The narrative begs this timing.  As Advent -- the season -- has turned our focus to the interplay of encroaching darkness and promising light we need for Jesus to be born within the very first turning of those longer days of winter.

It took a long time for Christians to get all these elements together. Exactly when was Quirinius Governor of Syria?  How interesting that Luke recalls that Bethlehem is the family home of David the shepherd boy thus setting up a comparison with the failures of the city that David the King called home, Jerusalem.  What could be meant by adding swaddling clothes to the set of signs?  And what's with "lying in a manger?" Why are shepherds; dirty, poor, migrant-worker-like shepherds the first to hear the angels' Gloria?

Seems like all these features echo lowliness, humanity's lowliness.  Seems like the same principle is at work in the Annunciation to Mary and her Magnificat sung in response.  Lowliness and darkness are the origins of the Messiah, not Rome's palaces or even Jerusalem's temple.

Christmas is when it is because of what the light shining in the darkness means!  Indeed, has always meant.  God is at work reemphasizing His place in our lives not from the top down like a Caesar but from the bottom up, from the lowliness of a young mother, a manger and swaddling clothes, from within darkness to light.

You don't tell that story from the high noon of Summer's solstice or even the halfway point of Spring's or Fall's equinoxes.  You tell it in the dark of a winter in a hemisphere that was ancient Israel's and is ours today. You tell it so that all the subversion that is the lowly being lifted, the proud being scattered, the mighty being cast down, the hungry being filled gets right something that needs righting!

You tell it now because there is still too much darkness in our lives. Darkness that is ours no matter our rank or privilege. Darkness that persists through every human's, every caesar's, every president's, every priest's, every parishioner's attempt to be rid of it.

Only the light of God, pointed and small can make its way with us and we call him Emmanuel.  Can makes its way for us and He is Jesus.  Can make its way in us just like it did in Mary.  Can make its way through us because there is still too much darkness.

We'll miss grandeur of John's gospel this year.  It has the language in a couple of sentences that it takes Luke three chapters to convey.  It goes like this, "What has come into being in him was life, and the life was the light of all people. The light shines in the darkness, and the darkness did not overcome it." (John 1:4-5 NRSV.)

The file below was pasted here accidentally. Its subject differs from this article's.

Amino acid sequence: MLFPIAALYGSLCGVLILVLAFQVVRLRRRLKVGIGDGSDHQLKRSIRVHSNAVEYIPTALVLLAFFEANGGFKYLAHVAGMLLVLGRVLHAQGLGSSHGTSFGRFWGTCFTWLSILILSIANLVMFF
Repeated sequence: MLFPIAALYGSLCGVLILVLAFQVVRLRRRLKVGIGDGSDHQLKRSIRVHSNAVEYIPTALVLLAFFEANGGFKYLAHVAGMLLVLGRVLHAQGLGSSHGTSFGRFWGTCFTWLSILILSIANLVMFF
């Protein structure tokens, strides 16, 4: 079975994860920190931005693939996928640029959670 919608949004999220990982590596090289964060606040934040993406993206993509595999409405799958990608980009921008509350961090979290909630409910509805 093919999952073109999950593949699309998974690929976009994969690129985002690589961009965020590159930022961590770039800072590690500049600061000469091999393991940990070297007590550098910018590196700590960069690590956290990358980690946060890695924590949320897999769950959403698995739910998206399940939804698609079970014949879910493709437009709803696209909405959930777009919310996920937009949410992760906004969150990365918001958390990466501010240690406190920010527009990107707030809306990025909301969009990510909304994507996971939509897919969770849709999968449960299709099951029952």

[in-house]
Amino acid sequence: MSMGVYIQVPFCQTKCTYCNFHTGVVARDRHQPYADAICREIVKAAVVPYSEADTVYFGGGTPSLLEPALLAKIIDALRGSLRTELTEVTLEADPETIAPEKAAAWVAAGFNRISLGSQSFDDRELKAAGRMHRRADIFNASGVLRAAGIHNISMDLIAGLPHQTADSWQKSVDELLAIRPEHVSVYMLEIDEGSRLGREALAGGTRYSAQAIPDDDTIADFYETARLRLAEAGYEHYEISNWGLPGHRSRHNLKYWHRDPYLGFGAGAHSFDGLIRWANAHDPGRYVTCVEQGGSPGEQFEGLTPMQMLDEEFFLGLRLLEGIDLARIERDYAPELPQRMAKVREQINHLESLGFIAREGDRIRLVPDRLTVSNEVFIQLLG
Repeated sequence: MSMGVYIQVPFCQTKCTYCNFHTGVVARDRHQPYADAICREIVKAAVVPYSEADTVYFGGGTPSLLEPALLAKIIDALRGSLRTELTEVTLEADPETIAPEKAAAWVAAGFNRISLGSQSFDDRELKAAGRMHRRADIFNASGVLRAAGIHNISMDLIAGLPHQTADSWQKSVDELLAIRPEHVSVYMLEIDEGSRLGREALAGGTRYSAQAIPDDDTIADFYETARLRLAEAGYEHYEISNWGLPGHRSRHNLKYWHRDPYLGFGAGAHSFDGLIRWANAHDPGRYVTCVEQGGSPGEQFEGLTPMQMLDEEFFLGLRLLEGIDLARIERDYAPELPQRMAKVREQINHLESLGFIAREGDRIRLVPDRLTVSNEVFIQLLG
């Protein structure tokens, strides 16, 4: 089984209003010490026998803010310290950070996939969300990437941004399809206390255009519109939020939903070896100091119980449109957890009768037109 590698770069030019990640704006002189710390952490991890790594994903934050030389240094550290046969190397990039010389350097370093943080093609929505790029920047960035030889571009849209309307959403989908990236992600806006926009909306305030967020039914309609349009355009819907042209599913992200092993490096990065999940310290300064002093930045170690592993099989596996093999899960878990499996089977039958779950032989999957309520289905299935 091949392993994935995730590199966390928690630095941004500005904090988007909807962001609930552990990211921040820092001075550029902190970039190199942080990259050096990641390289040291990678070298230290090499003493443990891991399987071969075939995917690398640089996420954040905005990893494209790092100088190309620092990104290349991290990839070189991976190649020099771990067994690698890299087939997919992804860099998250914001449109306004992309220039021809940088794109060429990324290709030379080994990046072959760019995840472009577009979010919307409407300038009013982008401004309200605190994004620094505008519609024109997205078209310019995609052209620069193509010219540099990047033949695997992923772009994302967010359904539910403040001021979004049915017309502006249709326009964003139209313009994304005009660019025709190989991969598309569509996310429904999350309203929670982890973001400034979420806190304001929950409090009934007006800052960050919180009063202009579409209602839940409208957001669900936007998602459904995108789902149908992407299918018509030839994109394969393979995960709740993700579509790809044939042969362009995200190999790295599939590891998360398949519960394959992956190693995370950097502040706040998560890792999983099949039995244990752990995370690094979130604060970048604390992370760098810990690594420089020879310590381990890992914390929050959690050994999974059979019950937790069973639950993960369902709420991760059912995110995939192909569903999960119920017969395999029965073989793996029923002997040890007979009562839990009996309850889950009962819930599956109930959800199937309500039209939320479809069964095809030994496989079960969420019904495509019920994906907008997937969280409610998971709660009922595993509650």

Thanks be to God!

Tuesday, December 13, 2016

Christ is born . . . for whom?

The title is not a trick question.  The answer is simple: the whole world.  But how we make our way through these seasons of Advent and Christmas and the days after our Epiphany feast speaks volumes to how we understand the direction and effect of the incarnation.
So here are some other questions:
How do the conditions of your birth affect your life, today?
Jesus came into the world in just about the worst of circumstances.  Thanks be to God he had a mother who loved him who had the committed support of a husband.  But Bethlehem was not his home.  How many of us were born into circumstances that thrust meaning and significance onto us over and above joining a family?  How do we understand poverty or wealth as related to our beginnings?  What family histories of health concerns are now ours to consider?
How do you balance society's version with the Church's version?
Ours is a confused mix of symbols and signals.  If we take the first amendment seriously or literally then why is there a display on the post office square of wisemen and the holy family?  How much care do we take to protect the legendary nostalgic Santa Claus from the Christian history of sacrificial saints?  How so we teach so as to minimize what must be "unlearned?"
How do you understand our lives as made better or different by his birth?  We hear "god with us" and many are encouraged toward gratitude and so turn into gift-ers to those less fortunate.  Others understand His birth as indicating God's love and therefore are encouraged toward hope for a darkening and fallen world.  Some immediately feel blessed and joy is their first expression.  
How do we express our claim that God is incarnate -- think "with us" -- when the days aren't a break from routines of school and work?
The incarnation must play out over time, when the decorations are down and the season is ordinary. But will it work to chime, "Merry Christmas!" in mid February's chill?
How do we incarnate God?
If Christ is born for the whole world then how do we participate in furthering his presence, in making him real, helping others to see that greatest gift of God with us?
I'm not suggesting that we leave our trees up into Lent or that we force our Christmas traditions beyond their reach.  Twelves days is too much for many.